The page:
She wanted to walk until she was exhausted enough to sleep. Instead she went into her office and looked out at the front garden in the moonlight. Let me go, she asked of whatever held her there. I want to die now, please; really die and be gone. She waited, but there was no response. Please, God, or whoever you are, please let me go. She looked out at the garden, up at the sky. Nothing happened. She understood then that no one was listening. Anything that happened to her now would be her own doing. (p.206)
The novel opens with the death of Elspeth, whose identical twin Edie is married to Jack. Elspeth, it turns out, has left her Highgate flat to Edie's daughters, Julia and Valentina, who are also identical twins -- mirror-image twins, in fact, Valentina left-handed, Julia right-handed, Valentina's heart on the right and reversed. They are intimately accustomed to one another, entirely codependent.
Elspeth, though dead, is not gone. She watches over her lover Robert, though he doesn't hear her yelling at him; watches the arrival of the twins, and their tentative reaching towards the other residents: Robert, who lives downstairs and spends most of his time in Highgate Cemetery, and Martin, who lives upstairs and hasn't left his flat for years. Valentina, it turns out, is rather more sensitive to Elspeth's presence than is Julia. And Valentina is drawn to Robert -- drawn away from Julia. Julia, meanwhile, finds herself trying to help Martin overcome his fear of the real world, and to reunite him with Marijke, his estranged wife who now lives in Amsterdam.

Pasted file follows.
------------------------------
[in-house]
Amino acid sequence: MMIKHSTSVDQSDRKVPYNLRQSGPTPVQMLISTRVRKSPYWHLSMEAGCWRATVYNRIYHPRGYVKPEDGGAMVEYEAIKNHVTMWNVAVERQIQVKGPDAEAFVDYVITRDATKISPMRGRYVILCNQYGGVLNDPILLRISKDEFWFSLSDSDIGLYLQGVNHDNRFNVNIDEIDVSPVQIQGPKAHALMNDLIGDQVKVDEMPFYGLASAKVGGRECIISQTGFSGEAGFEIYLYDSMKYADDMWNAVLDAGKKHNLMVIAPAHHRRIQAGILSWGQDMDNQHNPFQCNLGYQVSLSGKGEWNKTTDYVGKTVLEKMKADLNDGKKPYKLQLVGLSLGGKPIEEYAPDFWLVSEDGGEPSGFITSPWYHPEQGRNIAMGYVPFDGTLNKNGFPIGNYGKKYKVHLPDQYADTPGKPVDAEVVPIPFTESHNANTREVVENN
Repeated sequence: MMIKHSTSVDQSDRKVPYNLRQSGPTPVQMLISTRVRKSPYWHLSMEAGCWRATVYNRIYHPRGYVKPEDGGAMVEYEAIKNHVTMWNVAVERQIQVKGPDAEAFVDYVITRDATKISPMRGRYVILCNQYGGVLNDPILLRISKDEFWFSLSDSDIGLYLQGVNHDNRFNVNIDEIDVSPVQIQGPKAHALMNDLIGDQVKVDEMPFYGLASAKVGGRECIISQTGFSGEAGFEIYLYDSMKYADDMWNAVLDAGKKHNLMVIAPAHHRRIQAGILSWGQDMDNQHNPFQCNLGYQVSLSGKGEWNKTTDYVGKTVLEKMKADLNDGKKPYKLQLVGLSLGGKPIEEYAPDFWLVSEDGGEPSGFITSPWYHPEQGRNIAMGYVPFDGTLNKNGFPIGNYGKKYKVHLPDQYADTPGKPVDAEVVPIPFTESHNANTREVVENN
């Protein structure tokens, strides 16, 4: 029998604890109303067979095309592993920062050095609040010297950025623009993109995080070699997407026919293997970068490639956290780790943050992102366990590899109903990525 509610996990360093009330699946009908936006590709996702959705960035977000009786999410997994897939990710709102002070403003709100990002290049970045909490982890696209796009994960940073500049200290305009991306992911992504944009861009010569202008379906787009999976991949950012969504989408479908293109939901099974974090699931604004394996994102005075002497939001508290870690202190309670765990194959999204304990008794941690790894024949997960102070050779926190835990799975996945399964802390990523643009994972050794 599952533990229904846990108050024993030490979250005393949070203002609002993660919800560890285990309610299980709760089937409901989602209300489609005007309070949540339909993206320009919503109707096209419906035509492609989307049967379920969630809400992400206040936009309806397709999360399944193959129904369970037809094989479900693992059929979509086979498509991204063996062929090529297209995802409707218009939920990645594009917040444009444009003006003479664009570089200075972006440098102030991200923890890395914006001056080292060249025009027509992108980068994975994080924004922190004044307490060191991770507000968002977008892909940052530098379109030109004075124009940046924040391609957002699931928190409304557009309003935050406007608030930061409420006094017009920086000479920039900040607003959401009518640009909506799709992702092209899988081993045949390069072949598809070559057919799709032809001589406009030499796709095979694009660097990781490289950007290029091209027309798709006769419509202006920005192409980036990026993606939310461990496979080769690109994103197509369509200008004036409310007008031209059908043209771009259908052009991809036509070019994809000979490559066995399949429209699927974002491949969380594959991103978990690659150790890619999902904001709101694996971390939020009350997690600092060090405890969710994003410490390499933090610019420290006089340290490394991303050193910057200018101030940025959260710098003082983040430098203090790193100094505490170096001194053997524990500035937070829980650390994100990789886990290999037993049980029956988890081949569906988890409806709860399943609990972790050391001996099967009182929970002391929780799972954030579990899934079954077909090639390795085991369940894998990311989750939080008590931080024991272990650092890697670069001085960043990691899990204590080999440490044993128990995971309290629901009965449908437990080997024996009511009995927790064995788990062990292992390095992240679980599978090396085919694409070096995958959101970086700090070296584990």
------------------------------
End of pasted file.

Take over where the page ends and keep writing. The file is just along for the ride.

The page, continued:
If The Time-Traveller's Wife was a literary novel with science-fiction tropes, this is a literary novel with horror (or ghost-story) tropes. Elspeth is a very credible ghost, with a reality that is independent of others' perceptions. She is determined, forceful and desperate; as trapped as any of the other characters, Valentina beginning to resent the forced intimacy with her twin, Martin terrified by the outside world, Robert lost and drifting without his lover. Everybody's on the cusp of sudden and violent change, and Elspeth's long-held secrets become a catalyst.
There are multiple layers of deception in this novel: the characters deceive one another and themselves, and the author deceives the reader in a way that reminds me of Iain Pears. It's a chillng and unsettling book that's evocative and precise about emotion, and isn't afraid to leaven the icy logic with humour. (Elspeth, watching TV over the twins' shoulders, develops an instant crush on David Tennant as the Doctor. And why not?) I'm keen to see which genre Niffenegger turns to for her next novel.